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I read a lot of things here on stackoverflow, comments, opinions and every kind of ideas. But anyway, I really need an explained way to exit my console application (I'm on VS2010 Framework 4) on C# with a custom error.

The best thing I could read right now is on VB:

Private Declare Sub ExitProcess Lib "kernel32" (ByVal uExitCode As Long)

and use ExitProcess(1) for an error or ExitProcess(0)

So my questions are:

  • Is the same than Environment.Exit(1) ?
  • What is the better for an application that runs as automatic job?
  • What means the exit codes, -1, 0, 1, and what are their differences?
  • What about static void ExitProcess(uint uExitCode); ?

Some previously questions marked as bibliography:

What is the command for exit an Console application on C#?

http://geekswithblogs.net/mtreadwell/archive/2004/06/06/6123.aspx

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1  
What do you need explained that isn't explained in the post you linked to? And where is static void ExitProcess(uint uExitCode) defined? –  Dan Puzey Aug 29 '12 at 14:42
    
Because I found some pages that says different things, and has others errors-code. I could not found a msdn helpful page, only on C++, like this one: geekswithblogs.net/mtreadwell/archive/2004/06/06/6123.aspx By the way my code is defined on the class Program where resides the static void Main –  Leandro Aug 29 '12 at 14:46
1  
Just return an int from Main, that is your exit code. –  SomeWritesReserved Aug 29 '12 at 14:49
    
You maybe have found pages that say different things, but there is an answer to your question on StackOverflow already, and you should expect that that answer is "the answer" from StackOverflow. What about the existing answer do you not understand? –  Dan Puzey Aug 29 '12 at 14:49
    
possible duplicate of What is the command for exit an Console application on C#? –  Dan Puzey Aug 29 '12 at 14:50
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6 Answers 6

up vote 5 down vote accepted

You can:

  1. Call Environment.Exit(int)
  2. Re-declare your Main function as returning int, and return the value from it.
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I saw the second solution but I deprecated it, it's sure for the environment? –  Leandro Aug 29 '12 at 14:48
    
What do you mean you depreciated it? It's a perfectly acceptable solution that you should use unless you have a compelling reason no tot. –  Servy Aug 29 '12 at 14:51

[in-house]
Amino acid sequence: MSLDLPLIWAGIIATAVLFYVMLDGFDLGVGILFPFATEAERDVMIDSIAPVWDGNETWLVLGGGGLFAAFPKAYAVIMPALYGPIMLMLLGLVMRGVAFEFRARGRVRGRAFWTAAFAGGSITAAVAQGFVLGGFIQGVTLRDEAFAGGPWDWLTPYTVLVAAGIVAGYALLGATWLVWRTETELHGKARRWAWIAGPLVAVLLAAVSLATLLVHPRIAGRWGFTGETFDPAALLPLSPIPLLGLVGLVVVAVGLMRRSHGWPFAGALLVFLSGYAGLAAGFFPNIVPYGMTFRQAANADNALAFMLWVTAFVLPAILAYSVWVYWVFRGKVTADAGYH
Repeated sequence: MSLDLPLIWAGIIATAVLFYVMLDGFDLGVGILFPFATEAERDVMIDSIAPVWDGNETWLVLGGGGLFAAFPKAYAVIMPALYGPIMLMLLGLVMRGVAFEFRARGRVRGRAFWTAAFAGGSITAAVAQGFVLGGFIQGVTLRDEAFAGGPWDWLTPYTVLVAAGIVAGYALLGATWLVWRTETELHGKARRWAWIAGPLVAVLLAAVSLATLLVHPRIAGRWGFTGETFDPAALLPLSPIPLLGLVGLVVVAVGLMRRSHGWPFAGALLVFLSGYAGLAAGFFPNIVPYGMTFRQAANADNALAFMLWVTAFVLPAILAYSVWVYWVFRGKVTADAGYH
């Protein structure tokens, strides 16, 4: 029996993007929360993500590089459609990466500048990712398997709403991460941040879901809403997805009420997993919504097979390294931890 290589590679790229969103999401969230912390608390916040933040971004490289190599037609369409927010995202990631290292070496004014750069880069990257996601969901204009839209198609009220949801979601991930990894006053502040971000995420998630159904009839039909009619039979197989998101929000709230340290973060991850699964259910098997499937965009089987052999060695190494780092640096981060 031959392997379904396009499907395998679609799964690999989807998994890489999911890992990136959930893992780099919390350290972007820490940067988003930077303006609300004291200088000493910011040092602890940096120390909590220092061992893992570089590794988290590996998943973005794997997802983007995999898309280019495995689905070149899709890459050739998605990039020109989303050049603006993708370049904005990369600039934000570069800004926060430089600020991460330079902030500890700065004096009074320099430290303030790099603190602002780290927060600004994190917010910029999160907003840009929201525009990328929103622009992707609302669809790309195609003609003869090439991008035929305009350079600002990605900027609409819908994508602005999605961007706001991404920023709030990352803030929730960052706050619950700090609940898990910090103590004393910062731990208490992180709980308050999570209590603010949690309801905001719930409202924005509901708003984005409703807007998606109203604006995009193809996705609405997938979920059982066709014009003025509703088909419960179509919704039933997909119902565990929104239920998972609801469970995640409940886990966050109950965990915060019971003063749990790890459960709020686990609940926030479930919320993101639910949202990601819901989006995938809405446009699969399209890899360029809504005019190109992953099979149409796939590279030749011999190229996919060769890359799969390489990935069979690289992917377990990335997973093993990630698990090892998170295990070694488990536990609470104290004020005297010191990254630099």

ok! ill take the suggestions :D –  Leandro Aug 29 '12 at 14:58
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Environment.Exit will be doing the same thing as ExitProcess (plus perhaps some .Net cleaning up) - the end results are the same.

As for exit codes, they mean whatever you want them to (within reason) - 0 is 'successful', != 0 is 'not successful' but you can use any non-0 value you like to mean whatever you like, it's up to the program using that value to do something useful with it.

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uhm, I understand now why the 0 never changes but the others one yes, i saw a lot of examples with different values –  Leandro Aug 29 '12 at 14:47
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1) Environment.Exit is nearly the same,

2) I guess the windows automation service? try it but i guess i won't work as expected...

3) look at this, Windows Exitcodes

4) It's nice but you could use the .Net built in method also

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excellent link about windows exitcodes –  Leandro Aug 29 '12 at 14:50
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Below are some of the ExitCodes specific to one of your question when using Environment.Exit(ExitCode)

ERROR_SUCCESS
0 (0x0)
The operation completed successfully.
ERROR_INVALID_FUNCTION
1 (0x1)
Incorrect function.
ERROR_FILE_NOT_FOUND
2 (0x2)
The system cannot find the file specified.

For more ExitCodes with details please see here http://msdn.microsoft.com/en-us/library/windows/desktop/ms681382(v=vs.85).aspx

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excellent link provided –  Leandro Aug 29 '12 at 14:55
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-1. Is the same than Environment.Exit(1) ?

This is .NET, you barely come to know which WINAPI they have implemented for it without peeping inside with windbg.However nothing has been documented about the similarity in ExitProcess and Environment.Exit.Environment.Exit may contain more than ExitProcess.

-2. What is the better for an application that runs as automatic job?

If you a running automated job using some scheduler than I have also other idea of using windows services instead.This will remove any headache of exitprocess.

-3. What means the exit codes, -1, 0, 1, and what are their differences?

They are just codes to tell OS the kind of exit. You may have seen programmers specifying return 1 on error or return 0 on success.This makes you free to use any one of them.

-4. What about static void ExitProcess(uint uExitCode); ?

You are free to use unmanaged calls in your application and certainly you'll miss the management activity from Environment.Exit.

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I am answering the question "What means the exit codes, -1, 0, 1, and what are their differences?"

Different exit codes are just a method of communicating status with caller applications. For example in one of the projects I involved, we used 99 as a warning code. As long as all the applications involved knows what to do when they receive 99 or something else it is fine. In that application if the caller receive anything else then 0 or 99, the caller should abort and in the case of 99 it was free to continue.

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